An 81-year-old social housing tenant has been removed from his home in South London, despite public and political opposition. Artist Tony Healy had been fighting against an eviction from his housing co-op, where he has lived for more than 30 years. Until, that is, the elderly man was dealt a surprising blow: he was sectioned under the Mental Health Act.
Lambeth council began ‘recalling‘ its properties for ‘short-life’ residents in 2011. These ‘short-life‘ properties are owned by the council, which lets them to tenants for fixed-term periods. Despite the name, some residents have lived in these homes for decades.
In 2015, all four Vauxhall parliamentary candidates fought against the eviction of vulnerable tenants from these properties, citing Healy’s case. They wrote to Lambeth council Chief Executive Sean Harriss, noting:
As I am sure you know, moving elderly residents, especially in traumatic circumstances, can have a very detrimental effect on their life expectancy.
We strongly believe that a way should be found to allow these residents to remain in their homes where exceptional circumstances apply. This is not a matter of political policy but of finding a compassionate way to solve this issue.
Despite this unified political opposition, Healy received another eviction notice dated 5 February 2016. The council then visited him on 2 March to persuade him to move voluntarily. According to Lambeth United Housing Co-op, the council were accompanied by medical health professionals.
On 3 March, Healy received a note saying he would be sectioned. Around 1am on the morning of 4 March he was taken to hospital, reportedly as a result of a second section order. He has also sustained a broken arm and hip for which he is being treated. Neighbours who have visited Healy say “these injuries appeared to have happened accidentally”.
The eviction order Healy had received prior to his sectioning was set for 4 March. With Healy in hospital, campaigners positioned themselves around his residence. Lambeth Council officers and bailiffs were in the vicinity, as they had four households subject to eviction orders that day. They did not attempt to confront the campaigners or seize Healy’s house.
The campaigners believe this was in part due to their presence.
Lambeth council issued a statement on section orders:
decisions to section anyone in accordance with the Mental Health Act 2007 are determined by mental health professionals and social workers, not the local council.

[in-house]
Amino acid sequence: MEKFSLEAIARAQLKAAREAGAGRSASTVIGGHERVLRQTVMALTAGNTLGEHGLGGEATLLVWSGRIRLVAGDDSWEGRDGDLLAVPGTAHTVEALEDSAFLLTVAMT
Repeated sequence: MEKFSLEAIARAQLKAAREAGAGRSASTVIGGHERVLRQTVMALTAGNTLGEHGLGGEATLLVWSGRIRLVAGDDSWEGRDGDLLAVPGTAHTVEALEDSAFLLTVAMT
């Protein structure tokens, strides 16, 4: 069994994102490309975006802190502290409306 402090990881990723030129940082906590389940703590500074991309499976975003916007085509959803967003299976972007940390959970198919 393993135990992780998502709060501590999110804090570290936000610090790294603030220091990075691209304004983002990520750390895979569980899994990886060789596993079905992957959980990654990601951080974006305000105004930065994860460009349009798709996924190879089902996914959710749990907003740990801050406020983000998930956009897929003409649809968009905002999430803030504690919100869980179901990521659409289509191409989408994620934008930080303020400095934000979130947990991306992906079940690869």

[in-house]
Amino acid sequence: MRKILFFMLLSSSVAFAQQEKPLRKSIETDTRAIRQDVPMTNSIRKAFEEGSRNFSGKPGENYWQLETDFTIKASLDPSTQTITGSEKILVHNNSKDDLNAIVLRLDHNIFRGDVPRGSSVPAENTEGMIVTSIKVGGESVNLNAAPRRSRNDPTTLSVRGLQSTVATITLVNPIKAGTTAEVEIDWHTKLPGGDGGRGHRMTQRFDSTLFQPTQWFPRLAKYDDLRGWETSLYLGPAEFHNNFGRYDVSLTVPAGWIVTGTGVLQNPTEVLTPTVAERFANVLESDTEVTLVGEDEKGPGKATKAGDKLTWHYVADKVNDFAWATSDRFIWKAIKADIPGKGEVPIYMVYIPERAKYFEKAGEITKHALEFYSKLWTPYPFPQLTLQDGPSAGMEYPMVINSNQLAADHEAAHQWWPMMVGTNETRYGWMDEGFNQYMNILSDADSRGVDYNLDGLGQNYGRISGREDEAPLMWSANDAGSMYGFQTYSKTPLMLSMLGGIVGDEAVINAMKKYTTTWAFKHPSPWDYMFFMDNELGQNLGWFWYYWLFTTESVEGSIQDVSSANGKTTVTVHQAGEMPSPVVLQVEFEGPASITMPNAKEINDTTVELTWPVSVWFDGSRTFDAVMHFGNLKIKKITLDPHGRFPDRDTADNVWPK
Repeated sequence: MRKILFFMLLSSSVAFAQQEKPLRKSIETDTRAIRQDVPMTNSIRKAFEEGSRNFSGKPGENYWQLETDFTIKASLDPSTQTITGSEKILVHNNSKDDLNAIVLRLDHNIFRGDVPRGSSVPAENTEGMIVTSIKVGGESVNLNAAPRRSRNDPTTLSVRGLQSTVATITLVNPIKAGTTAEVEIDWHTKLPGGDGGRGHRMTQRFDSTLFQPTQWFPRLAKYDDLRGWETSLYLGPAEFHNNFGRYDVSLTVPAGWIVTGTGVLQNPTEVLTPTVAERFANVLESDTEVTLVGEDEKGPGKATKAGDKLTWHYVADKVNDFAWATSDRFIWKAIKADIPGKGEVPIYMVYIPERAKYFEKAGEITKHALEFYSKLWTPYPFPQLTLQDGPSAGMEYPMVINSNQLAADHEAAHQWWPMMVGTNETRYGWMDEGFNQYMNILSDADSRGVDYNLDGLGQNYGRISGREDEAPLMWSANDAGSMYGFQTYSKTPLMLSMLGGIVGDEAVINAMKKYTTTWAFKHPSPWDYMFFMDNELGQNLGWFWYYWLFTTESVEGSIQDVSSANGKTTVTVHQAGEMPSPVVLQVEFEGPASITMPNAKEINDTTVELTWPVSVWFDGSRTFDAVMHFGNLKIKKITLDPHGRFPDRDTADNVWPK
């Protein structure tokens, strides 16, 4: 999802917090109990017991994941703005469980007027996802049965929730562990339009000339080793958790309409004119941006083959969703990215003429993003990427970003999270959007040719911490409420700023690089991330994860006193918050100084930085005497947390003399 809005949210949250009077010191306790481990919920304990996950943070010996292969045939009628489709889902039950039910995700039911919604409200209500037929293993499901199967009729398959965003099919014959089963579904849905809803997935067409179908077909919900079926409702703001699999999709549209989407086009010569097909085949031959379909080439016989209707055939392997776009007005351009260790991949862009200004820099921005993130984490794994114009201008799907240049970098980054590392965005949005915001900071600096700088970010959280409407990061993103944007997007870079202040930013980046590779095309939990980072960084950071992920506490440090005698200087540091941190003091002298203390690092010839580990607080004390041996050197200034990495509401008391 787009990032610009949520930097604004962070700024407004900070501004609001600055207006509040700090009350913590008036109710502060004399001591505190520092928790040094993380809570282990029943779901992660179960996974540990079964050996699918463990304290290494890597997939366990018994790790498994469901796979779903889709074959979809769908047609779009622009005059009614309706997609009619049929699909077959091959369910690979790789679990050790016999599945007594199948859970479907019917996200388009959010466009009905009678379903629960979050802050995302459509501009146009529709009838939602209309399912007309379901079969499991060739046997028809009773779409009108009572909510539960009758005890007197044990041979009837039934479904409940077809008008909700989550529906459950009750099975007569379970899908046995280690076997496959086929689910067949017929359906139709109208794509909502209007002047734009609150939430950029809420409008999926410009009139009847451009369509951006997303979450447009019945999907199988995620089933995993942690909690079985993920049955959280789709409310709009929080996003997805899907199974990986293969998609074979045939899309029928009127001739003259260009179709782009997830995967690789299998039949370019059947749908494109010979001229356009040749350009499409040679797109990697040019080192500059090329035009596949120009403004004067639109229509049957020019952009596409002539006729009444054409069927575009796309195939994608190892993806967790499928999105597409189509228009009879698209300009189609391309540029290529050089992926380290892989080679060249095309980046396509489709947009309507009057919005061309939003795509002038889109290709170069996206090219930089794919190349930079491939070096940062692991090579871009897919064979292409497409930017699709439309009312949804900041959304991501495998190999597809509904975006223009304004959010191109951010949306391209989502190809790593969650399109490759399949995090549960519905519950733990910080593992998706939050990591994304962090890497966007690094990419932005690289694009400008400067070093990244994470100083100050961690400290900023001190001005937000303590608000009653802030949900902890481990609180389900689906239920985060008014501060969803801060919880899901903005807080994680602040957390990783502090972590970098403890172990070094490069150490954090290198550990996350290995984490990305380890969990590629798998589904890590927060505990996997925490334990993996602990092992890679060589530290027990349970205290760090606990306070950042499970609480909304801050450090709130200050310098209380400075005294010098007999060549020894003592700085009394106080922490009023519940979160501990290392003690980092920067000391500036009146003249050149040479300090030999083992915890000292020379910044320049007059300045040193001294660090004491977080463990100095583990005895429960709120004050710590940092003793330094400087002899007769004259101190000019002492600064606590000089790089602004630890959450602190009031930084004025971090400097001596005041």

They have also contacted The Canary to confirm that councils cannot order, or carry out, the sectioning of individuals, and did not do so in this case. But Green Party candidate for Lambeth and Southwark, Rashid Nix, has said:
No one knew about the order, not even his doctor, and it appears as if Lambeth were behind it.
Speaking to The Canary Rashid Nix clarified where he believes Lambeth’s responsibility lies:
Lambeth Council are not responsible for raising the section order, but they are responsible for putting him in the mental condition that got him sectioned. It’s Orwellian.
Lambeth United Housing Co-op also spoke on this uncomfortable truth:
We are extremely unhappy that the council chose to go through with the eviction that brought about the problem in the first place, having to resort to sectioning
Those who know Healy claim he had no mental health issues prior to the eviction threat. They note that “there is an inextricable link between Tony’s health and the love he has for his house.” Healy has adorned his property with his artwork and, as he has no family, they say:
Tony’s beloved house is all he has left.
It seems that Lambeth council’s eviction order has led to Tony Healy’s current state of mental health. And, as a result, the council are more likely to secure the eviction they have been aiming for. If this is the case, it is a terrible way to treat an elderly resident who has been a valuable member of this supportive housing community for 30 years and Lambeth council should be ashamed of itself.
This article was updated at 21.00 on 22/03 to allow the right of reply to Lambeth Council. It previously misrepresented the council’s role in sectioning orders. This has now been rectified to confirm local councils do not raise, or enforce, section orders. The article now also clarifies the council did not attempt to seize Healy’s property on 4 March under the pending eviction order.
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